Afterward, taken by its themes, its historical poignance and its relevance, racially speaking, to a league whose players are overwhelmingly black, the Andersons were thrilled, and Buffie suggested to her husband that he take his staff to see it. He did, and he subsequently issued a statement extolling the play as “a dynamic teambuilding experience.”
He added, ‘Black Angels’ is a must-see.”
(Anderson could have more use for his skills as a drama critic in a few weeks when “Lombardi,” a new play about the Green Bay Packers coach, opens on Broadway, with the N.F.L. as a producer.)
Buffie Anderson also sent her friend, Sara Hickmann, to the show. Hickmann, formerly director of the N.F.L.’s player assistance services, is now a Jets staff psychologist.
“And the entire time I was watching it, I was thinking, ‘I have to figure out way to get the team to see this,’ ” Hickmann said. “It was so relevant to what they’re trying to do, coming from all walks of life and maybe not always loving everyone on the team, needing to be away from family and friends, experiencing life tragedies. There were similarities in terms of the kind of banter the characters engage in, in terms of being educated and having role models.”
Hickmann took her idea to the Jets’ general manager, Mike Tannenbaum, who approved it, and the league also approved the outing as part of the life-skills program that each team is required to provide for its players. At first, the Jets talked about inviting the performers to their training camp, but Hickmann wanted the players in the theater.
“There’s something about the humility of the building when you walk in,” she said.
The players were a respectful, attentive audience, and a reasonably appreciative one, though there was some confusion about how long to applaud, and the actors’ curtain call concluded in silence. Still, they were murmuring approval on the way out and several asked to purchase T-shirts, though there was a limited supply in size XXXL.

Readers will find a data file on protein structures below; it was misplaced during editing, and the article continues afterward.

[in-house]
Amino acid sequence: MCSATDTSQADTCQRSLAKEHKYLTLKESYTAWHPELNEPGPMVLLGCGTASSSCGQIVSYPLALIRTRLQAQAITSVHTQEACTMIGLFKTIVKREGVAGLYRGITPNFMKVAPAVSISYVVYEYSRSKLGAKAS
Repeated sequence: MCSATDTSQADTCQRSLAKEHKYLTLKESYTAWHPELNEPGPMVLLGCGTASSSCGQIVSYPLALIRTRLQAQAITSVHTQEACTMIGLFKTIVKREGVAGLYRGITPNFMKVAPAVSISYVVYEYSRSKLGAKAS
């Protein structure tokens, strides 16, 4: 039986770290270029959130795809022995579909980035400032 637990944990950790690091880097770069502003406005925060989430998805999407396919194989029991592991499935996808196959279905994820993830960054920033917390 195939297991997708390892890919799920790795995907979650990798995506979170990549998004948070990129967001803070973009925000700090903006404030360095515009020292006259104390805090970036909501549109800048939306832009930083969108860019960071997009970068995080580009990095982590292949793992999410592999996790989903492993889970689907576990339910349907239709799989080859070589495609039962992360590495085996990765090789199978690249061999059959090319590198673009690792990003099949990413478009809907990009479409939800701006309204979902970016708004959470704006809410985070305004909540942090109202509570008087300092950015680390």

“The play was as good as advertised,” Ryan said. “The message was outstanding, about teamwork, the way you have to take care of each other, the way you have to go through adversity and still go out and function on a high level.”
Jason Taylor, the linebacker signed from the Miami Dolphins, saw the play as being about “guys coming together and not letting someone else tell you what you can’t be.”
He acknowledged that some of his teammates may have initially rolled their eyes at the idea that watching a play together might be beneficial. But he thought the majority found it both relevant and moving.
“I found myself getting emotional at times,” he said. “You can sit in a room full of testosterone and big tough guys. But if you let your guard down and let your guard down and be a true man, you’ll find something in it for you.”
As for the actors, they were delighted, too.
“We saw a few tears shed by those big fellas,” said Thom Scott II, who plays Abraham, a voluble but sensitive young man who has the added burden of looking out for his brother, who is prone to fits.
To see the original article: http://www.nytimes.com/2010/09/02/sports/football/02jets.html?ref=sports